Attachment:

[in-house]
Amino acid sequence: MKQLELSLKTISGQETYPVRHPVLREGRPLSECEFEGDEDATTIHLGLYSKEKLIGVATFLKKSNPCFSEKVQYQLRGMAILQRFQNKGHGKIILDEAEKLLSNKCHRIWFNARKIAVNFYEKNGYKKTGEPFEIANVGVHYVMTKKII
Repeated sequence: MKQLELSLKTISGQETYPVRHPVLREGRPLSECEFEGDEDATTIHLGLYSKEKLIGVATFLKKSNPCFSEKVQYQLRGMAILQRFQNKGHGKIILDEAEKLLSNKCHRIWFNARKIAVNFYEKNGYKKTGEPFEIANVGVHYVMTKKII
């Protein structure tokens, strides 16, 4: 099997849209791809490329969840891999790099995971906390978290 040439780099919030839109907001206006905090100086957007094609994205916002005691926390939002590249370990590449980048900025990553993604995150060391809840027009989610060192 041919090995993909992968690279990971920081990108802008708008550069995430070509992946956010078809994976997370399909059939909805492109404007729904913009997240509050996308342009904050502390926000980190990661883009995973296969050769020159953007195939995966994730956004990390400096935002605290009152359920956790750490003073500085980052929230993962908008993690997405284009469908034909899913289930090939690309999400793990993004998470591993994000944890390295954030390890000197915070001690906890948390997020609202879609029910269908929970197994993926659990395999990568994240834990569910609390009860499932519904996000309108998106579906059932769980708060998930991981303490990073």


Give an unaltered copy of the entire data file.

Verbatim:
[in-house]
Amino acid sequence: MKQLELSLKTISGQETYPVRHPVLREGRPLSECEFEGDEDATTIHLGLYSKEKLIGVATFLKKSNPCFSEKVQYQLRGMAILQRFQNKGHGKIILDEAEKLLSNKCHRIWFNARKIAVNFYEKNGYKKTGEPFEIANVGVHYVMTKKII
Repeated sequence: MKQLELSLKTISGQETYPVRHPVLREGRPLSECEFEGDEDATTIHLGLYSKEKLIGVATFLKKSNPCFSEKVQYQLRGMAILQRFQNKGHGKIILDEAEKLLSNKCHRIWFNARKIAVNFYEKNGYKKTGEPFEIANVGVHYVMTKKII
């Protein structure tokens, strides 16, 4: 099997849209791809490329969840891999790099995971906390978290 040439780099919030839109907001206006905090100086957007094609994205916002005691926390939002590249370990590449980048900025990553993604995150060391809840027009989610060192 041919090995993909992968690279990971920081990108802008708008550069995430070509992946956010078809994976997370399909059939909805492109404007729904913009997240509050996308342009904050502390926000980190990661883009995973296969050769020159953007195939995966994730956004990390400096935002605290009152359920956790750490003073500085980052929230993962908008993690997405284009469908034909899913289930090939690309999400793990993004998470591993994000944890390295954030390890000197915070001690906890948390997020609202879609029910269908929970197994993926659990395999990568994240834990569910609390009860499932519904996000309108998106579906059932769980708060998930991981303490990073």